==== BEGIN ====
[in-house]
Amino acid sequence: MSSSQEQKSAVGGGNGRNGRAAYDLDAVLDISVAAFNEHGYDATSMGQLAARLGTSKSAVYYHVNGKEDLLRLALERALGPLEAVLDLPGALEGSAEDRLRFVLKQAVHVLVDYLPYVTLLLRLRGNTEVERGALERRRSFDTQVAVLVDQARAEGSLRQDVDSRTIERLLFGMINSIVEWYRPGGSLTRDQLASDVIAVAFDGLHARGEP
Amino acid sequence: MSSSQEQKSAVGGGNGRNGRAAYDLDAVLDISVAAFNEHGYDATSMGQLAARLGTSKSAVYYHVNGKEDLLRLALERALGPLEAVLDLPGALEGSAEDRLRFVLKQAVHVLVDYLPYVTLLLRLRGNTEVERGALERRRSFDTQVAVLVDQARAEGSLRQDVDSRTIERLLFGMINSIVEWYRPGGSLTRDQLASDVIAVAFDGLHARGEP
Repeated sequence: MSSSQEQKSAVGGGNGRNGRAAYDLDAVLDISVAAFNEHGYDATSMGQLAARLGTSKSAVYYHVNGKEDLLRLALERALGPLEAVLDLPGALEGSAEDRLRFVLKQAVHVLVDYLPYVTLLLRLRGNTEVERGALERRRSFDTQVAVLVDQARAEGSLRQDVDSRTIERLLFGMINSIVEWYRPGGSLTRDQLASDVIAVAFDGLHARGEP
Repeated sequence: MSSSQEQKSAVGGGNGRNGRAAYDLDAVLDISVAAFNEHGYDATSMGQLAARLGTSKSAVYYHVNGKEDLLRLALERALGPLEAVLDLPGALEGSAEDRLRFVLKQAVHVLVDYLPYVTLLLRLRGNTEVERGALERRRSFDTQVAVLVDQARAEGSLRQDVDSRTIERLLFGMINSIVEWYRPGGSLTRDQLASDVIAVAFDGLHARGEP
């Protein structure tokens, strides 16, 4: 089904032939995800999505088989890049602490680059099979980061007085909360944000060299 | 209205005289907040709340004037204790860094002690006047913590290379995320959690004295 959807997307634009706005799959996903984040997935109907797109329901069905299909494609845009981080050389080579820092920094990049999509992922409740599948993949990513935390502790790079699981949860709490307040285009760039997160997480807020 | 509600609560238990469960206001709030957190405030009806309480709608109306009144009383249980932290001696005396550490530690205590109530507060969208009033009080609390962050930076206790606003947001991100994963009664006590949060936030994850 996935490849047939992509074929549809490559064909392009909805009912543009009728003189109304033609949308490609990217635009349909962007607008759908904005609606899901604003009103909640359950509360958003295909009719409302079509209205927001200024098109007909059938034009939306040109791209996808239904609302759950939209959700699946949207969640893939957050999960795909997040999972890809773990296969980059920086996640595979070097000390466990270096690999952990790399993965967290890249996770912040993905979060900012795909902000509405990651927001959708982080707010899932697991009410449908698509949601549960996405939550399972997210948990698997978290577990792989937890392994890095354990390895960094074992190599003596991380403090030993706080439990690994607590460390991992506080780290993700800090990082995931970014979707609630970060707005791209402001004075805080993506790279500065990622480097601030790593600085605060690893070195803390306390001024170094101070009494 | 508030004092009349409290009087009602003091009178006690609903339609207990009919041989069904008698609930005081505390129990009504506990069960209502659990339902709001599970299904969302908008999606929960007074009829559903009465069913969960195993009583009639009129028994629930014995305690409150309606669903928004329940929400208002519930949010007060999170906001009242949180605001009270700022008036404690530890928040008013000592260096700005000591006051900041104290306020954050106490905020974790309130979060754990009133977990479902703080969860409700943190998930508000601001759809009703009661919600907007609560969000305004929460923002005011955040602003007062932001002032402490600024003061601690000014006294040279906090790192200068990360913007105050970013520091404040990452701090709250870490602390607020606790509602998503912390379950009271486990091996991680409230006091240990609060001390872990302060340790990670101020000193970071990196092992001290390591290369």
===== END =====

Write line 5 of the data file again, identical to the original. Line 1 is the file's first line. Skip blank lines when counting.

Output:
Repeated sequence: MSSSQEQKSAVGGGNGRNGRAAYDLDAVLDISVAAFNEHGYDATSMGQLAARLGTSKSAVYYHVNGKEDLLRLALERALGPLEAVLDLPGALEGSAEDRLRFVLKQAVHVLVDYLPYVTLLLRLRGNTEVERGALERRRSFDTQVAVLVDQARAEGSLRQDVDSRTIERLLFGMINSIVEWYRPGGSLTRDQLASDVIAVAFDGLHARGEP